the Bible explained

Some important biblical couplets: Grace and truth

Today's pair of words is taken from the Gospel of John, chapter 1, and they are two of the loveliest, and most significant words, in the whole of the Bible: Grace and Truth.

We find them first in John 1:14 where John says "And the Word became flesh and dwelt among us, and we beheld His glory, the glory as of the only begotten of the Father, full of grace and truth." They are found again three verses later in John 1:17: "For the law was given through Moses, but grace and truth came through Jesus Christ." Those are the only two times the words occur together in our bibles. They immediately strike us as balanced pair. Grace suggests generous giving to the undeserving. It has suggestions of mercy, forgiveness and blessing, and suggests that the person so described is well disposed towards us. Truth stops us from presuming that the mercy and forgiveness will be without any connection to justice and fairness. It implies some kind of hard foundation to the grace, perhaps even, some limits.

But we should not think that John invented the expression. In fact, it seems to be John's interpretation of a common pair of words from the Old Testament. I do not speak any Hebrew, so with apologies for the pronunciation, the words are checed (pronounced kheh' sed) and 'emeth (pronounced eh' meth). They occur many times in the Hebrew of the Old Testament and are translated into English in various ways. Checed is translated by words such as goodness, kindness, loving kindness and mercy. 'Emeth becomes truth, trustworthiness, right, sure, faithful or true. In Exodus 34:6 God declares Himself to Moses saying "The Lord, the Lord God, merciful and gracious, long suffering, and abounding in goodness and truth." The phrase 'goodness and truth' is a translation of checed 'emeth, in fact some English translation actually render the phrase 'grace and truth'.

This common phrase is systematically applied to God, either by the prophets or, as in Exodus 34, by God Himself. So, when John uses the expression he is not just combining two positive sounding words, or trying to show us that Jesus had a balance of two contrasting characteristics. John means us to understand that he is describing somebody who has the essential characteristics of God.

This is most obvious in his first use of the phrase in John 1:14, "We beheld His glory, the glory as of the only begotten of the Father, full of grace and truth", implies that, for the first time in history, it was possible for human beings to look at God and live (see Exodus 33:20). The disciples had looked at Jesus and seen all the glory of God the Father, revealed in the Father's only begotten Son, and the key characteristics of God's character, grace and truth, were seen to the full in Him.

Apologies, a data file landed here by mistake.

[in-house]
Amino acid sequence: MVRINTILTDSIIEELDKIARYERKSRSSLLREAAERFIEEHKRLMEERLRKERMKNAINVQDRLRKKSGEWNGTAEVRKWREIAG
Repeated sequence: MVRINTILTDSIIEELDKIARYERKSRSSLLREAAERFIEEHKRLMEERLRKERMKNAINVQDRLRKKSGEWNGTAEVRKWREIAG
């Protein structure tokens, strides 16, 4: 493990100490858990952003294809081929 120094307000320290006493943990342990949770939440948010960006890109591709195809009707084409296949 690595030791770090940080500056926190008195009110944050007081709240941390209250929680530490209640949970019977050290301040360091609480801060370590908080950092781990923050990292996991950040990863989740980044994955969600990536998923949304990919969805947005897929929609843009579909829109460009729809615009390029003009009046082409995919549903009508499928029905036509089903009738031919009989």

What do the words mean?

Perhaps it is time to make an attempt at defining what the two words mean.


Grace is a word that most Christians learn quite early. We are often told that grace is undeserved favour. If mercy means not getting what we deserve, then grace means getting what we do not deserve. Those who like acronyms define grace as, God's Riches At Christ's Expense - the first letters of each word spelling out the word 'grace'! According to Vine's 'Expository Dictionary of New Testament Words', (ISBN: 978-0785260202) grace is "the disposition from which kindly acts proceed" and, according to Vine, when the word is applied to God it emphasises the "freeness, universality and spontaneous character" of God's mercy and goodness. In the Bible, grace is often the opposite of law or debt. The law makes demands; grace gives freely. Debt tells us what we owe and can't repay; grace tells us that God is ready to give what we can never earn.


At first glance, truth seems to be a rather less comforting word. We are apt to think of truth as being rather cold and hard. Truth suggests a set of doctrines or laws, a high standard that we can never attain. But these are not ways the bible uses the word. In God's word, truth is never just a set of propositions that are logically correct. Truth is strongly connected to trustworthiness and faithfulness. We have already said that the Old Testament word for truth can be translated in these ways. In English, we sometimes talk about a 'true friend' and mean, not just a real friend, but one who has proved themselves faithful and reliable, often in difficult circumstances. In John 8:32 Jesus says "You shall know the truth, and the truth shall make you free." In John 14:6, Jesus says "I am the way, the truth, and the life. No one comes to the Father except through Me." So, truth is associated with life and freedom.

It's not hard to see then how these two words together so well describe the character of God. They unite the loving, free giving nature of God with His truth and righteousness, but also His faithfulness and deep dependability. Of course, John insists that these characteristics where fully and perfectly displayed in the life of Jesus Christ here in this world.